Science Robotics journal: Study by CITEC researcher and international colleagues
Conducted by computer
The research team used the “conformity experiment” – the experiment psychologist Salomon Asch became known for in the 1950s. The experiment shows just how much a group can influence the opinion of an individual. “The test subjects are tasked with evaluating a visual image, and they hear the incorrect assessment from the others in the group – who are all ‘in’ on the experiment,” explains Anna-Lisa Vollmer, who is a member of Applied Informatics, a research group led by Professor Dr. Britta Wrede that is part of the Faculty of Technology and CITEC.
In this new study, it is not people who are “in” on the experiment, but rather three Nao robots. These humanoid robots are able to speak and gesticulate, and are significantly smaller than adult humans (standing at approximately 60 centimeters). The study was divided into two parts. In the first phase of the experiment, the researchers investigated whether adults adjusted their assessment based on the one put forth by the three robots present. In the second phase, 7-9 year-old children took part in the experiment. The study participants viewed a vertical line on a screen. They had to compare the length of this line with three other lines (A, B, and C), and then say which of these lines was the same length. If the right answer was “B,” the robot would, for instance, incorrectly claim that “C” was correct.
The results: “Children give into the social pressure induced by the group of robots,” says Anna-Lisa Vollmer. “Adults, on the other hand, withstand this influence, even though they would be influenced by other humans in the same situation.”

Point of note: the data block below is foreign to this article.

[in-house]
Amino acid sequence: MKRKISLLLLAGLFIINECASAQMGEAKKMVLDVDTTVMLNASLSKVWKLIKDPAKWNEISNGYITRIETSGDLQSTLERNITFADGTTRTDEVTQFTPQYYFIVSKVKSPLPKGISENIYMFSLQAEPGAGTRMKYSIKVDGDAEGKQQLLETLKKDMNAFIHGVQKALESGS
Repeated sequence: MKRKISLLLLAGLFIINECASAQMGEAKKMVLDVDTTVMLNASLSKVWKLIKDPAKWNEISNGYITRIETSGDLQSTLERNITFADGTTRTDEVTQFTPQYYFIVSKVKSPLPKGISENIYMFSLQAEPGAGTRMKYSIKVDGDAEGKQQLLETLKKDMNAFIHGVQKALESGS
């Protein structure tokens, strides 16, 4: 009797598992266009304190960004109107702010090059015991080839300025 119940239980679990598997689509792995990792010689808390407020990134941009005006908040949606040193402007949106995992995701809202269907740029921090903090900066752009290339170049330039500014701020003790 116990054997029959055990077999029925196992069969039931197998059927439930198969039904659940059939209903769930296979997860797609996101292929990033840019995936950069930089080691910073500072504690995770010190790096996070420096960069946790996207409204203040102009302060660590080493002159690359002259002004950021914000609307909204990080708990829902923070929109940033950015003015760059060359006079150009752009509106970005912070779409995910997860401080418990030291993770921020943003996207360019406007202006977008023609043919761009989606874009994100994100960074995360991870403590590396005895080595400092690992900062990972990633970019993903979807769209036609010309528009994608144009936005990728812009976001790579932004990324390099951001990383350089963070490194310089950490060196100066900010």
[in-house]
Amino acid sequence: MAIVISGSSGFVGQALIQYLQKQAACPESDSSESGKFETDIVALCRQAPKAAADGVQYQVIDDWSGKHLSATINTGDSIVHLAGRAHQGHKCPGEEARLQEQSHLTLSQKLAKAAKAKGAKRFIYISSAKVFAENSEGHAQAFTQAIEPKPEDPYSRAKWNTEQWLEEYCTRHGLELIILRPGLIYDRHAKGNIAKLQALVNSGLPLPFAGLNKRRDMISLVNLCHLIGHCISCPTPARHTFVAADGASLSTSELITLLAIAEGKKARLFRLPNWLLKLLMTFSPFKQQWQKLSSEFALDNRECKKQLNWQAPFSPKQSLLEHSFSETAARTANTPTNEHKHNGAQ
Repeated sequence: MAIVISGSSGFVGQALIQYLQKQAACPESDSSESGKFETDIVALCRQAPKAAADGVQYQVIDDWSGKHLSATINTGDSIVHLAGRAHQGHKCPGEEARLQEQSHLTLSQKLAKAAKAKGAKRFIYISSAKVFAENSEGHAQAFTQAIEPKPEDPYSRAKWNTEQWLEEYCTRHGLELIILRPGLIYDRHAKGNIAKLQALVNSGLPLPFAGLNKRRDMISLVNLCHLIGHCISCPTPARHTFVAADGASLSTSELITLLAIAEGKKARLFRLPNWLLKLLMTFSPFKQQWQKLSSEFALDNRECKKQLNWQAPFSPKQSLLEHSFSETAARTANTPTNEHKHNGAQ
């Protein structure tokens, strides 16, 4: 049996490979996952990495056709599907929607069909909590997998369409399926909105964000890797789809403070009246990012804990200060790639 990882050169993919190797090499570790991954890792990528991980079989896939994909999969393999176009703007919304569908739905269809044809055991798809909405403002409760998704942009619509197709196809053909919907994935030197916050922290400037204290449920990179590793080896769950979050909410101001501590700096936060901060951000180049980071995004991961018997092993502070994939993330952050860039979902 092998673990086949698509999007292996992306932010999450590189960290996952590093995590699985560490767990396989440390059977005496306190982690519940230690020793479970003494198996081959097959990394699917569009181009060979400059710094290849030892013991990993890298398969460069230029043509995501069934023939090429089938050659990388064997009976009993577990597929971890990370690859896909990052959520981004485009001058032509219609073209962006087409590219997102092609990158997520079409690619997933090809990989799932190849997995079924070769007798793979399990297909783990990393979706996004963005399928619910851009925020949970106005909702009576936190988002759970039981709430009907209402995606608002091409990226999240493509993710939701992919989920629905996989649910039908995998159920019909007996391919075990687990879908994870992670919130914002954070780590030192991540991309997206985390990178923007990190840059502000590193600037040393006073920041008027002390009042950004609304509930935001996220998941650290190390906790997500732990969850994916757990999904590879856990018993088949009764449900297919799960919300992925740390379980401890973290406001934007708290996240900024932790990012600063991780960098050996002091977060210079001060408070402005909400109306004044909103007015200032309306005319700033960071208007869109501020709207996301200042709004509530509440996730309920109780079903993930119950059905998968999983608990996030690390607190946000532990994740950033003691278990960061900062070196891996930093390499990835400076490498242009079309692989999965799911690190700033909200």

According to Vollmer, the factors responsible for the Nao robots exerting peer pressure or not have yet to be determined. The size of the Nao robots might be the reason why they were not able to influence the adults in this experiment. “Due to their appearance and size, the Nao robots might be more likely to be perceived as being on the same level by the children.” That said, the researchers made effort to compensate for size: in both experiments, the robots’ seat level was adjusted to that of the participants.
The current study is pioneering work: “Even though children are considered to be an important user group in the future, it is not really known what influence robots have on children, and how robot behavior impacts childhood development,” says Anna-Lisa Vollmer.
The results of this study are also of practical relevance for the use of humanoid robots. “There are applications in which having influence is advantageous, such as in healthcare or education,” says Anna-Lisa Vollmer. “But of course we cannot disregard abuse or erroneous use. For example, how do we deal with a situation in which several robots in a store advertise a product and get a person to buy it even though they would not have done so otherwise? Other risks include cases in which autonomously learning robots draw incorrect conclusions from their sensory data and then go with this to people who trust the robot’s assessment,” as Vollmer explains.
In this study, Bielefeld computer scientist Vollmer worked together with roboticist Dr. Robin Read from Plymouth University, psychologist Dr. Dries Trippas of the Max Planck Institute for Human Development, and computer scientist Dr. Tony Belpaeme of Ghent University. 35-year-old Dr. Anna-Lisa Vollmer has been conducting research at the Cluster of Excellence CITEC since 2008 – first as a doctoral student, and then as a postdoctoral researcher. From 2011-2014, she was a researcher at Plymouth University.
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